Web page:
Parachute Band: The worship veterans birthed at New Zealand's Parachute Festival

Monday 1st July 2002

Tony Cummings spoke to various members of the PARACHUTE BAND.

Parachute Band
Parachute Band

Tony: We Brits are becoming aware that something pretty amazing is happening in New Zealand concerning worship. To somebody who doesn't know about the Parachute Band or the Parachute Festival, how would you describe what is happening there?

Parachute Festival has been running in New Zealand for about 13 years now and we are seeing an increase in numbers attending every year. 2002 saw 22,500 people on the site and for a nation the size of New Zealand with not quite four million people, this is a staggering number. The Parachute Band was originally established as the "house band" to lead worship and back other artists at Parachute Festival and since then we have gone on to record five albums of home grown praise and worship songs which are now having impact right around the world. If you ask me what I think is happening here, I would have to say that God is doing something in this little nation at the outermost ends of the earth, that is not just for our nation but for other nations also, and it is totally independent of individuals or organisations, but he's using those who are willing to serve him in this way. It's almost like the foolish things used to confound the wise so that God will be glorified and not man! Personally I think, Parachute Festival is starting to shape the future generations of New Zealand and this is what we're really excited about also because New Zealand is not a Christian nation by any stretch of the imagination. But God is doing something now that's going to have impact in the years to come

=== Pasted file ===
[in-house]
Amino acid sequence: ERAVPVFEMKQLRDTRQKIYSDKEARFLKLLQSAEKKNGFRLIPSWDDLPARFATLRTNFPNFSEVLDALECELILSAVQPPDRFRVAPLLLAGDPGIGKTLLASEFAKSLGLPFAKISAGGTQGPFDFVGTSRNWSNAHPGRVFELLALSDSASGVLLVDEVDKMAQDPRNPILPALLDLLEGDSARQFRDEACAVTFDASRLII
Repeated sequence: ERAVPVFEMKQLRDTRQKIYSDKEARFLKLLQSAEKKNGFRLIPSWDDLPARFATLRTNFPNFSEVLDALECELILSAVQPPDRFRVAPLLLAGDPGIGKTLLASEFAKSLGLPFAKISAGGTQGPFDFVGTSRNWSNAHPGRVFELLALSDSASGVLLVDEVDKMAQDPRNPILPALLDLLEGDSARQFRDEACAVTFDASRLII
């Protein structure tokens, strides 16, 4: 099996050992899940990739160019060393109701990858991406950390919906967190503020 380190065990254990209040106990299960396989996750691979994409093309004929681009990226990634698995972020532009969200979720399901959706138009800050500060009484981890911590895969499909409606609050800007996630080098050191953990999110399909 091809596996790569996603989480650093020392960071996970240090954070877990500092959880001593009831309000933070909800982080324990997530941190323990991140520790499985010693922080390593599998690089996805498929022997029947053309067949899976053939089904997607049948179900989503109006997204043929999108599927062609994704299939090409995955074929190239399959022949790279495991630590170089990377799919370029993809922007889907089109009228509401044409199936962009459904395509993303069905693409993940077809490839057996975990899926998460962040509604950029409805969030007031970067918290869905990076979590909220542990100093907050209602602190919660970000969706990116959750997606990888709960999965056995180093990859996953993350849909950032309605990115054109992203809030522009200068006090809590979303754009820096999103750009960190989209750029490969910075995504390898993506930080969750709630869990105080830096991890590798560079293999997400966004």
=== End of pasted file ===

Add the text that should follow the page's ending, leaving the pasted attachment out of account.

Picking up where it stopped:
Tony: Having spent some time in the UK and the USA how would you say that those church cultures differ from NZ?

Another good question! Church culture as such is virtually non-existent in New Zealand. No more than five per cent of New Zealanders go to church on a Sunday as opposed to possibly 40 - 50 per cent of Americans in the US. The mainline churches seem to be declining somewhat in attendance but there is growth in the more Pentecostal churches and people are becoming more fervent and passionate about Jesus and their relationship. It's almost as if lines are being drawn and people are getting real - not just adding a semblance of Christianity to their already busy lifestyles. Consequently, there is a sense of grassroots, real-ness about people's faith here. At the same time, there is quite an independent spirit about New Zealanders and sometimes that translates to people not seeming to need God. So there are great positives and negatives about our Church culture and I think we all could learn a lot from each other in different aspects of that culture.

Tony: Your music seems very much a synthesis of several different things, pop, R&B, easy listening, rock. Does the fact that your music is as broad based as it is mean that there will be some parts of a crowd who will only occasionally connect with a particular song?